Library Books Enjoyed?, 7/24/13

A little late today, but here are some books we read from the library this week. It’s a bit more of a mixed bag than usual…there’s one I didn’t love and one that my daughter didn’t enjoy as much as I’d hoped.

Mufaro's Beautiful Daughters: An African TaleMufaro’s Beautiful Daughters: An African Tale by John Steptoe

My rating: 4 of 5 stars

Read this for the first time since college children’s lit. I still love it, and I hope my kids will grow to love it, but when I told my three year old that it was a Cinderella tale, she just wanted to know where the coach was. We’ll see if my five year old enjoys it more when I read it when he’s around. There’s a snake in it, after all! (I guess when I think of it, it combines elements of Cinderella with those of Beauty and the Beast).

Fancy Nancy and the Mermaid BalletFancy Nancy and the Mermaid Ballet by Jane O’Connor

My rating: 3 of 5 stars

I haven’t read many of the Fancy Nancy series, but the ones I have read tend to pleasantly surprise me with their depth. Yes, there’s lots of glitter and fluff, but there’s a realistic, lovable girl under all the fluff who has problems kids can identify with.

In this episode, it’s dealing with disappointment at not getting a role Nancy wants in the ballet, handling jealousy when a close friend does get it, and learning to love the role she does get. All very useful problems for little kids to think about. Plus the fun of mermaid and willow tree costumes!

If You Give a Cat a CupcakeIf You Give a Cat a Cupcake by Laura Joffe Numeroff

My rating: 3 of 5 stars

I like the “If you give a…” series pretty well–yes, it’s formulaic, but kids like formulaic. And I think most of the earlier books in the series are really pretty cute. This one, however, is not as good as some of its predecessors.

One of the qualities of the series that works is that the escalating demands have at least some kind of logic to them ( albeit stream-of-consciousness), but I didn’t feel like the different activities built on one another here. They go to the beach, they go to the gym (there’s a reason given for the gym, but not a great one, plus the fact that they don’t get held up on the way is suspect for this series), they go to the lake, they go to the museum, they go home. It’s more a series of errands/field trips than a series of escapades. Also, how are this kid and cat getting around town? (In other books in the series, either they never get around to leaving the house or they go somewhere that seems obviously close enough to walk or bike to.) It just doesn’t seem to gel for me.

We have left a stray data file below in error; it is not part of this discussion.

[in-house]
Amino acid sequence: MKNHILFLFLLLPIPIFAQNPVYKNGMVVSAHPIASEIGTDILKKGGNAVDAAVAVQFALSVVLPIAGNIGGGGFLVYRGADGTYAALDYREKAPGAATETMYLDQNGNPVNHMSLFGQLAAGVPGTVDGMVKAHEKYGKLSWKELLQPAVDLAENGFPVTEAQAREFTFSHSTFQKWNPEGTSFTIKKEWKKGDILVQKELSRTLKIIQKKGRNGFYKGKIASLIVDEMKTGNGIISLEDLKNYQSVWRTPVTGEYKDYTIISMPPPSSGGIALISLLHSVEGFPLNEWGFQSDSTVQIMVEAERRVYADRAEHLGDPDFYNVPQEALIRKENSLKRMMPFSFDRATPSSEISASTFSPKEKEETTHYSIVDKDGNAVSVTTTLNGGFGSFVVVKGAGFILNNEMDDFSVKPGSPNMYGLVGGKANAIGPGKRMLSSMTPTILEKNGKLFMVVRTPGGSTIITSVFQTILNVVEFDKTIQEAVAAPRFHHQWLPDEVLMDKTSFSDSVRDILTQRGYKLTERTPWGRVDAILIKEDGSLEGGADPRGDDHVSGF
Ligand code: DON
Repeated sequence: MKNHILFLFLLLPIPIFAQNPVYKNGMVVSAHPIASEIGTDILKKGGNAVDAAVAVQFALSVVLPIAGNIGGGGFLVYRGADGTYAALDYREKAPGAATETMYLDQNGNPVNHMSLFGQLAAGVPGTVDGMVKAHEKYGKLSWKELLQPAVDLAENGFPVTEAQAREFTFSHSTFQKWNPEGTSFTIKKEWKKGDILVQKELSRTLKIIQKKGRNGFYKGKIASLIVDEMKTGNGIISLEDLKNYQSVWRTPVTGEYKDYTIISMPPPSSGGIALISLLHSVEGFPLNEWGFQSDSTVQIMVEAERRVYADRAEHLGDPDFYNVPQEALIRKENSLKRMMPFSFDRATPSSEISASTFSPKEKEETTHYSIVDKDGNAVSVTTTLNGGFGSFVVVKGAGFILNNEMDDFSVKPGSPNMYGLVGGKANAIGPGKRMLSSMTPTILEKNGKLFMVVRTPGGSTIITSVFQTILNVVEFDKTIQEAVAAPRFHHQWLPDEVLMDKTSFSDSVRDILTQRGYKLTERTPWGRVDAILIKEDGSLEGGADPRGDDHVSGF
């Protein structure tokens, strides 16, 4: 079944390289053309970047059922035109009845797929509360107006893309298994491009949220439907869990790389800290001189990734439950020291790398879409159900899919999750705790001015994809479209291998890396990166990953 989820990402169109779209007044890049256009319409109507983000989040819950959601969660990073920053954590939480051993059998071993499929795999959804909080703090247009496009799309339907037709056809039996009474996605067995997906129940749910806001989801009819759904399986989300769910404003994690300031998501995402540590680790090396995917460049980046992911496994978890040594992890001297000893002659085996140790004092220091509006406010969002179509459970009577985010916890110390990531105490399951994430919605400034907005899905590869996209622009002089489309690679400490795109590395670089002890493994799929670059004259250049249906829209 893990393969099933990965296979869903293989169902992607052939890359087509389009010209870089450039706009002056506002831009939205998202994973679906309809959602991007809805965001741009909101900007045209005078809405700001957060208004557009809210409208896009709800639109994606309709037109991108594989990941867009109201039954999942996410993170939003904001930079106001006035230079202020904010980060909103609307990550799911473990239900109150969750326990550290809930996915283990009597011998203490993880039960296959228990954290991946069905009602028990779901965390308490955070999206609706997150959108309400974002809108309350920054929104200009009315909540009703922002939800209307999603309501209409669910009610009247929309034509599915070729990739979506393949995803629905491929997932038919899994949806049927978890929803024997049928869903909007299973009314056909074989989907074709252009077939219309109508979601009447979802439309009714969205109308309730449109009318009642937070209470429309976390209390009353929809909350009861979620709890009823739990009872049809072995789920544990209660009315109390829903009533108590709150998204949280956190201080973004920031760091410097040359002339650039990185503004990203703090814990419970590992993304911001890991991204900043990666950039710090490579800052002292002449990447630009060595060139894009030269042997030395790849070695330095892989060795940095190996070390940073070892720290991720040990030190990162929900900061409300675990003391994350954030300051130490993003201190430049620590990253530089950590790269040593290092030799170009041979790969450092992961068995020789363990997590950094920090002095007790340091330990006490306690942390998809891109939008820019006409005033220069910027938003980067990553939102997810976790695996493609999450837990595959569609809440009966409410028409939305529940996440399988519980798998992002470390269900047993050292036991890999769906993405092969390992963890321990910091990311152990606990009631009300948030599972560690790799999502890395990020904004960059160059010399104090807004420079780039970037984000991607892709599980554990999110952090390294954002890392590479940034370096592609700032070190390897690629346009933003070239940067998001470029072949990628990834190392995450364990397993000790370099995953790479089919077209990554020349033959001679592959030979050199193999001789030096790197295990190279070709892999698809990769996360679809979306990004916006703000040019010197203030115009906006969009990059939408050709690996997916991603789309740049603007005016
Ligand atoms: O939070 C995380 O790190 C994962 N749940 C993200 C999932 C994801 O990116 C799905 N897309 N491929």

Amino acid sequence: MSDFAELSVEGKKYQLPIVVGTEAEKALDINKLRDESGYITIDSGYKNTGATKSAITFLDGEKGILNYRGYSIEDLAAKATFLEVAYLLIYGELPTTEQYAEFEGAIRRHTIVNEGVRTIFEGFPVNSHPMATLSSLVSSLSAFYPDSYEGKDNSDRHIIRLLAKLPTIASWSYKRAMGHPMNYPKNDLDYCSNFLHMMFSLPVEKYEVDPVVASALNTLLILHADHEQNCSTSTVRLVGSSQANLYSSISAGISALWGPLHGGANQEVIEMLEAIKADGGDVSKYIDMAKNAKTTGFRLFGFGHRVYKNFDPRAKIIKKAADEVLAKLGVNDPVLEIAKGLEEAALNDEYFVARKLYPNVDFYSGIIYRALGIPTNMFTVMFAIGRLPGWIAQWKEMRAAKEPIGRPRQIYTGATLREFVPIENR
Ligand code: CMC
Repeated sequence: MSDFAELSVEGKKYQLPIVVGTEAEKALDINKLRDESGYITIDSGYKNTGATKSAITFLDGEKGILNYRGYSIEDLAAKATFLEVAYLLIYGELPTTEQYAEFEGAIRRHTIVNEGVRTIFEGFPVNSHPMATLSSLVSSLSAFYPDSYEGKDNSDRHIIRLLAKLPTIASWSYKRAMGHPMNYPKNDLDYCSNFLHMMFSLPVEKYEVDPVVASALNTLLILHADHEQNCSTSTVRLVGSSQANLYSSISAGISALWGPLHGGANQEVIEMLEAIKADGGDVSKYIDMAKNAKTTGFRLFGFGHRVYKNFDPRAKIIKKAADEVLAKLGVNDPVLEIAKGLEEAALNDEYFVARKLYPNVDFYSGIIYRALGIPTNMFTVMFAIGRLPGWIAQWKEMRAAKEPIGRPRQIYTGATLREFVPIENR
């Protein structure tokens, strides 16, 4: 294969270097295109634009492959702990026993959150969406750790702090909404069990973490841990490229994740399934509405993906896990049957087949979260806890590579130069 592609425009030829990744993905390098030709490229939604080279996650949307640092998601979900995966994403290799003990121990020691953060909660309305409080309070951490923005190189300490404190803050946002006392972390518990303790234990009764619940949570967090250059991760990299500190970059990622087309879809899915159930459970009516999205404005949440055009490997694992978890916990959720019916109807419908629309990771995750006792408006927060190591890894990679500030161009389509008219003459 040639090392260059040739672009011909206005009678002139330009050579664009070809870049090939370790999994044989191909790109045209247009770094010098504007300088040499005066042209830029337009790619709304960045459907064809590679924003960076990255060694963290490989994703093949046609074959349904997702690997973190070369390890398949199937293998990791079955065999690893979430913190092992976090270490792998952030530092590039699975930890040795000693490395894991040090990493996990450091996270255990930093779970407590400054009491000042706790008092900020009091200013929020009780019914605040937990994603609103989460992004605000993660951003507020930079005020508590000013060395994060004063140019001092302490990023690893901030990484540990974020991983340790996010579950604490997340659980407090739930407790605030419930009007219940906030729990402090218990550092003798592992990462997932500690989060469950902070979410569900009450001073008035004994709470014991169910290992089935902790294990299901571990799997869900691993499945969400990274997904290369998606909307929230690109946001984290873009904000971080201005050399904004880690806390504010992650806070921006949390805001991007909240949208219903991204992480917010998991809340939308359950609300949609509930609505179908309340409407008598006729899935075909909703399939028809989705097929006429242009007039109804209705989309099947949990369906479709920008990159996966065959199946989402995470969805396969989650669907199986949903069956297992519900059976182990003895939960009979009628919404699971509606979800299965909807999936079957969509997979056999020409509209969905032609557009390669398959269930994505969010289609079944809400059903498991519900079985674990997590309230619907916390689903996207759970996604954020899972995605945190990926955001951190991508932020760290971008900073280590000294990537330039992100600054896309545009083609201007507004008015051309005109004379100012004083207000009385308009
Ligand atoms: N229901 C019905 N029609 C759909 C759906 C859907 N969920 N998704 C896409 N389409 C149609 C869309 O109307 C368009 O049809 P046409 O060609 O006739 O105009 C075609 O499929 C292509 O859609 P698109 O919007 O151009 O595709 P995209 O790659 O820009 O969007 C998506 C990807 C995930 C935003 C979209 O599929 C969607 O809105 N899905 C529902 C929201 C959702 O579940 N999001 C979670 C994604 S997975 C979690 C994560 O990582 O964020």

That said, my kids are not nearly so picky about logic in their books, and they loved it–especially the sprinkles. I’ve always said that sprinkles are good for covering up a multitude of problems, so maybe it’s as true for writing as for baking.

And here’s a grown-up book I just finished from the library…and I did thoroughly enjoy it. (You’ll probably have to be a fan of space opera, or at least interested in sci-fi to like it, though.)
CryoBurn (Vorkosigan Saga, #14)CryoBurn by Lois McMaster Bujold

My rating: 4 of 5 stars

It’s been awhile since I’ve caught up on the Vorkosigan Saga (and although I reread my favorites about once a year, I feel like I need to review some of the middle-of-the-story episodes, too), but this one did not disappoint. Miles is as charming and exasperating as ever, and the two main “point of view” protagonists in this novel–an 11 year old boy named Jin and Miles’ younger travel-appointed Armsman Roic–present his exploits with equal measures of affection and frustration.

After all the romantic tension in Komarr and A Civil Campaign (which happened to be the first Vorkosigan novel I was introduced to), I was a little disappointed that not all of the novels are quite so personal/familial relationship focused. However, I liked Cryoburn because Miles’ new role as a dad combines with his natural habit of befriending “outcasts” to create a lot of interest in his give-and-take with Jin and Jin’s sister Mina. Bujold always includes humor, and Jin’s menagerie of pets and the Barrayarran consul to the planet Miles is visiting, Vorlynkin’s reaction to Miles provide lots of it.

A very enjoyable read (and the first in awhile that I’ve neglected other duties to get through!).

View all my reviews


Leave a Reply

Fill in your details below or click an icon to log in: Logo

You are commenting using your account. Log Out /  Change )

Google photo

You are commenting using your Google account. Log Out /  Change )

Twitter picture

You are commenting using your Twitter account. Log Out /  Change )

Facebook photo

You are commenting using your Facebook account. Log Out /  Change )

Connecting to %s